Things that can trip up a settlement include things like past divorces or bankruptcies where the policy might have certain obligations to other parties.  The new owners want to purchase the policy free and clear, and certainly do not want any parties coming after them expecting to receive the death benefit. 

Once the policy is determined to be cleared for the settlement, the change of ownership and beneficiary forms will be submitted to the carrier.  Once it is officially documented that the ownership has changed, the settlement funds will be released to you via wire transfer or live check from the escrow account.  Up until this point the policy is still yours throughout the entire process, and depending on which state you live in you may be able to reverse the settlement up to 15 days after receiving the settlement.  The laws in each state vary slightly. 

Once clients receive their settlement, the deal is considered done and clients are always satisfied once they receive their settlement.  While freak accidents can occur, it is rare that the insured passes shortly after doing a life settlement, so most parties complete the deal feeling good about it.  

Doing a life settlement isn't for everyone, and if you need the coverage and can afford it, by all means you should keep your policy.  For everyone that does a life settlement, they are happy that they did it.  Once they receive the money they are happy to be released from the financial burden of their life insurance premiums, and now have a lump sum of cash which they can use towards any personal needs.  Perhaps they want to take a nice vacation, buy a new car, remodel their kitchen, hire a care assistant, or distribute wealth while they are still living.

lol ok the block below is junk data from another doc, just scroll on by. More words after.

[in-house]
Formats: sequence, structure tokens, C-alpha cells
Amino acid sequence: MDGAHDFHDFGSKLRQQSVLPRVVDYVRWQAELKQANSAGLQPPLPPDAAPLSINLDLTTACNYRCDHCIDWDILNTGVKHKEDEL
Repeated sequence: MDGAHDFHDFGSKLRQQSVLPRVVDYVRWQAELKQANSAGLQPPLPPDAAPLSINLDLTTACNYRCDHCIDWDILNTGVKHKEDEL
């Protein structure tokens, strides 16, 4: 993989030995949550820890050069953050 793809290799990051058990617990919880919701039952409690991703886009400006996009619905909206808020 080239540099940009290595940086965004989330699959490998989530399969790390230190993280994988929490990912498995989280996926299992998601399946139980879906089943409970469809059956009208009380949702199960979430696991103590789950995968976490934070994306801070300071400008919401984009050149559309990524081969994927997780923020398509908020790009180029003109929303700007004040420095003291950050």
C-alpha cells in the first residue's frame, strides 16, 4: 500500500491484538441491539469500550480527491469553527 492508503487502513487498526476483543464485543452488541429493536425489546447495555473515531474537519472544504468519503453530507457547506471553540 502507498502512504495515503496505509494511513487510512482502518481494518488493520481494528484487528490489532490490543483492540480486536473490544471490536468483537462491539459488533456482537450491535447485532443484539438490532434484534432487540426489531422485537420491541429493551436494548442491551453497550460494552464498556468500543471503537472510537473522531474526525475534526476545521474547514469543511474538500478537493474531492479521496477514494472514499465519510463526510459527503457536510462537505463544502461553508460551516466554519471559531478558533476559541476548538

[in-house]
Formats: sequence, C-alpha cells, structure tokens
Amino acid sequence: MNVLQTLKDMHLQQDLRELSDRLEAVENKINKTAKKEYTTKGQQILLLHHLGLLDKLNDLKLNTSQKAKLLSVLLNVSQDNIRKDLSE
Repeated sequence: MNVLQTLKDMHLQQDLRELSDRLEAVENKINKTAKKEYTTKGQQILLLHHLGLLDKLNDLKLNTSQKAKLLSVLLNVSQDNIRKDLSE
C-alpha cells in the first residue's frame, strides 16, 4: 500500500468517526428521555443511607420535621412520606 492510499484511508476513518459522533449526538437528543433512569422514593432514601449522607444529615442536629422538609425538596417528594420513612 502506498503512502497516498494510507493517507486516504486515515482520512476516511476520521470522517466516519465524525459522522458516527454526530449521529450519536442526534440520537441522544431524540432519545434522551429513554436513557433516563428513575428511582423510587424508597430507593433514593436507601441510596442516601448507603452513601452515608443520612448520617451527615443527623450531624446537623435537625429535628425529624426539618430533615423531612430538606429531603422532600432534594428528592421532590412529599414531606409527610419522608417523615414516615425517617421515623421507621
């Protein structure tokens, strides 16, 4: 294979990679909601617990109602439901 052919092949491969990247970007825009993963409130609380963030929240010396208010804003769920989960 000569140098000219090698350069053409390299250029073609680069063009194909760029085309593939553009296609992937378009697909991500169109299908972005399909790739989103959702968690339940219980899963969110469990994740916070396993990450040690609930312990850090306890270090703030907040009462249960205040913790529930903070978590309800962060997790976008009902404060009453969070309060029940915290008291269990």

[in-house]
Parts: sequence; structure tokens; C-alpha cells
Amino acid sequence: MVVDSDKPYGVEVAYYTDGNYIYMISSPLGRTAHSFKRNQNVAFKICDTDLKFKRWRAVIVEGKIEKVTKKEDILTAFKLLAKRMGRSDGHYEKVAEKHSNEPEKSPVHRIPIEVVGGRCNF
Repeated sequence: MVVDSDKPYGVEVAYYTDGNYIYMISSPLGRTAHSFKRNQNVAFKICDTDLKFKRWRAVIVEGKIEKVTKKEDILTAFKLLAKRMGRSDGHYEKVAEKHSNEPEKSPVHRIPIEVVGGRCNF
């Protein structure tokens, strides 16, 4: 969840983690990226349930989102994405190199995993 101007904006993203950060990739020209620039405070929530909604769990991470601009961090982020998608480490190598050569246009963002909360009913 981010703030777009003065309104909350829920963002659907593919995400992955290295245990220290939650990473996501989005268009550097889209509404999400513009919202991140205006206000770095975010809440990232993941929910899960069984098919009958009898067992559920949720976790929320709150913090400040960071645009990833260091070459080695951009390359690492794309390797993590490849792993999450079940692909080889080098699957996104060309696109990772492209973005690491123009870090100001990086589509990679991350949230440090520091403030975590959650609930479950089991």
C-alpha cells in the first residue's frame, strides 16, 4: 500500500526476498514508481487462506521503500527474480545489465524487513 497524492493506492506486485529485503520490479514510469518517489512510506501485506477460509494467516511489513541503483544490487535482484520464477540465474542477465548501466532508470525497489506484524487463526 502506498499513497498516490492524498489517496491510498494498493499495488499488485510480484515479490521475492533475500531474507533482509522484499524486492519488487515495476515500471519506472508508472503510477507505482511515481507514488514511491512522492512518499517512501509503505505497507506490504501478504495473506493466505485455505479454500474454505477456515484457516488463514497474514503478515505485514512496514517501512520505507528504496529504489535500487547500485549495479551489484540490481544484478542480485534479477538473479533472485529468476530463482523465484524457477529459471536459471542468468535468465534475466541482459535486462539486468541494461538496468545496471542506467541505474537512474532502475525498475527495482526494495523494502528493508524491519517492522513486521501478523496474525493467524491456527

It is possible to get a life settlement offer on your own, but it is always advised to get multiple offers before accepting one.  This is because the life settlement market varies from investor to investor.  One group may be trying to build up their portfolio with a certain type of case while another is looking for cases like yours.  The first group may offer $20k while the second may offer $50k.  And with multiple investors looking at it, you may reach a settlement of $80k.  Had you only gone to the first investor, you may have been happy with the $20k, especially if your policy was about to lapse, but would have left $60k on the table by not working with a broker who can get you multiple offers.